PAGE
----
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When my partner and I decided to leave the Pacific Northwest, we hired the same movers on the second go-around, hoping for another easy move. But when we called to confirm their arrival time the day before, we found out our move had been … canceled. Well, not exactly canceled — but Ronald, our booker, had been fired, and we were given a two-week window during which the movers could show up at any time.
Six hours and many phone calls later, we had convinced them (read: begged them) to re-book the move with a subcontractor. The next day, a motley crew of movers showed up — one in a Gucci tracksuit, another in Adidas sweatpants and a dress shirt, and a third in athletic clothing. They dumped our electronics into a wardrobe box and put everything we owned in a nondescript van. By some kind of moving miracle, all of our stuff showed up in Brooklyn three weeks later, for the most part unscathed.
This story is one of thousands, I’m sure, from New Yorkers who — whether trying to leave or re-enter the city — are confronted with such chaos it feels preordained. Indeed, I have yet to meet a New Yorker who has not had an objectively bad move. At this point, it feels like the price of admission — like the city won’t let you live here until you prove that you really want to, no matter the cost.
When I talked to Camille Safadi about her recent relocation, she told me that squatters moved into her apartment when she was out of town, one month before the big move. “I just couch-surfed until my new lease started,” she says. “But if you need a good moving guy, I was able to find someone who moved the little amount of stuff I had left at the apartment that wasn’t stolen with three days’ notice.” Her pro tip? Get renters insurance.
Elsewhere in the city, Eliza Dumais is a lifelong New Yorker who once moved into a new apartment three blocks away from her old digs. She and her roommate enlisted their dads and friends for the move, who spent the day drenched in sweat, carrying boxes and tote bags up and down the street. But when it came time to move the couch, it didn’t fit through the new door. One storage unit and a couch doctor later, and the sofa had been chopped into bits. Looking back, Dumais only has one piece of advice: Hire professional movers.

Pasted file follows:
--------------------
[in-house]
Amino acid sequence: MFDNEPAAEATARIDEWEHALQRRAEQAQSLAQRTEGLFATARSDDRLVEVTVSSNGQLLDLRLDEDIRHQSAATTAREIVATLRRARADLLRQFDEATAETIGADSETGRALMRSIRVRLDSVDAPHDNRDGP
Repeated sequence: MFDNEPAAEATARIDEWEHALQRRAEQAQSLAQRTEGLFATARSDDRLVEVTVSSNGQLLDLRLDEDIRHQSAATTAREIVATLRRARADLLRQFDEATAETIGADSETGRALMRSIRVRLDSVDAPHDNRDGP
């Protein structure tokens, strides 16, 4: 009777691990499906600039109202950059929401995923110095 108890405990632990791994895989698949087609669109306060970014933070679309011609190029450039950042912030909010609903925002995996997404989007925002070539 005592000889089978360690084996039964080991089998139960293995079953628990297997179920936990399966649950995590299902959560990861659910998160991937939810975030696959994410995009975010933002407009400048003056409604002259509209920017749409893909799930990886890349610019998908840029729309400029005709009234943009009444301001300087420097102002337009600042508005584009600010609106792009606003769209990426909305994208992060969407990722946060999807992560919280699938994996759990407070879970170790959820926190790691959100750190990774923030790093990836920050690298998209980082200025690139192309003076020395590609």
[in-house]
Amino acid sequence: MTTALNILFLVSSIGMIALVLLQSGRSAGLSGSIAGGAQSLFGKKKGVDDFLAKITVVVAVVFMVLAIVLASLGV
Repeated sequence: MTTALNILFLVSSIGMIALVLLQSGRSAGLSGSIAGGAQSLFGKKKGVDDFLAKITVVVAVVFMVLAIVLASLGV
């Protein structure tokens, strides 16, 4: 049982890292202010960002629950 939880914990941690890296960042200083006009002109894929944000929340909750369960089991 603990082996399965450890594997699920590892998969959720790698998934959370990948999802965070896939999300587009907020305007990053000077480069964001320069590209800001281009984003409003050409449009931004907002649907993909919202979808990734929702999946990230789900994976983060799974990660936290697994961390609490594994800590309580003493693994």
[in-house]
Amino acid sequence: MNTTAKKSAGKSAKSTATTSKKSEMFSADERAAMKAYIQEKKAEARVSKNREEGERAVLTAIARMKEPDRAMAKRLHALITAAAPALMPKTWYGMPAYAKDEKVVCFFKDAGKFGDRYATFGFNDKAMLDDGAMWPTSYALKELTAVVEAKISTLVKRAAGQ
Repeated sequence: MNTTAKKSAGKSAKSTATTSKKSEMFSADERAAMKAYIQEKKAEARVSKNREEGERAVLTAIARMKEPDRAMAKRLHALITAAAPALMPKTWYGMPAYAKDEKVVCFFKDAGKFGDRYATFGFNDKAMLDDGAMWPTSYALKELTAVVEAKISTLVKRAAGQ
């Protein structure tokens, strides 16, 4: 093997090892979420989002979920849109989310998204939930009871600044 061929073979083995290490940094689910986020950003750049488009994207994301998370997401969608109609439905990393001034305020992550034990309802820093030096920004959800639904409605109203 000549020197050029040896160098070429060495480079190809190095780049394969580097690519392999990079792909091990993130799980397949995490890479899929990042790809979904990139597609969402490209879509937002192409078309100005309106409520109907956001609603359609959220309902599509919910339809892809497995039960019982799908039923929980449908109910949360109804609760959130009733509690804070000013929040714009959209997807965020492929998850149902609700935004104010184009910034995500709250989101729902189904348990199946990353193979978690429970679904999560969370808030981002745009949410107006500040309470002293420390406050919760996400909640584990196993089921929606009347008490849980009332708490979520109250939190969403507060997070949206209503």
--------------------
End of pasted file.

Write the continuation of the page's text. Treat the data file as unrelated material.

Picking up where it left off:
If Dumais’s story shows the limits of asking your loved ones for help, John Carl’s story proves that hiring “professionals” isn’t always foolproof, either: “I hired three men with a truck from Craigslist,” he says. “They showed up with clipboards, wrote down how much stuff I had, and had me sign a form finalizing the quote. They asked for half upfront and half after. I paid cash. They went to get the guy who had stayed behind parking the truck. After a while I began wondering why it was taking so long. My girlfriend said, ‘You know, those two guys were wearing flip flops … that’s not a good sign.’ They never returned. I mentioned it to some police officers who happened to be out front of my building. They laughed at me. ‘You gave money to strangers from Craigslist?’” I said, ‘Fair enough.’”
These anecdotes are all over the map — proof that there’s no tidy, universal tip on how to orchestrate a seamless move in New York City (or anywhere, for the matter). Maybe the moral of the story, then, is to expect the unexpected. Moving may be hell, but having a place to call home is a privilege, a joy, and almost always worth the trouble.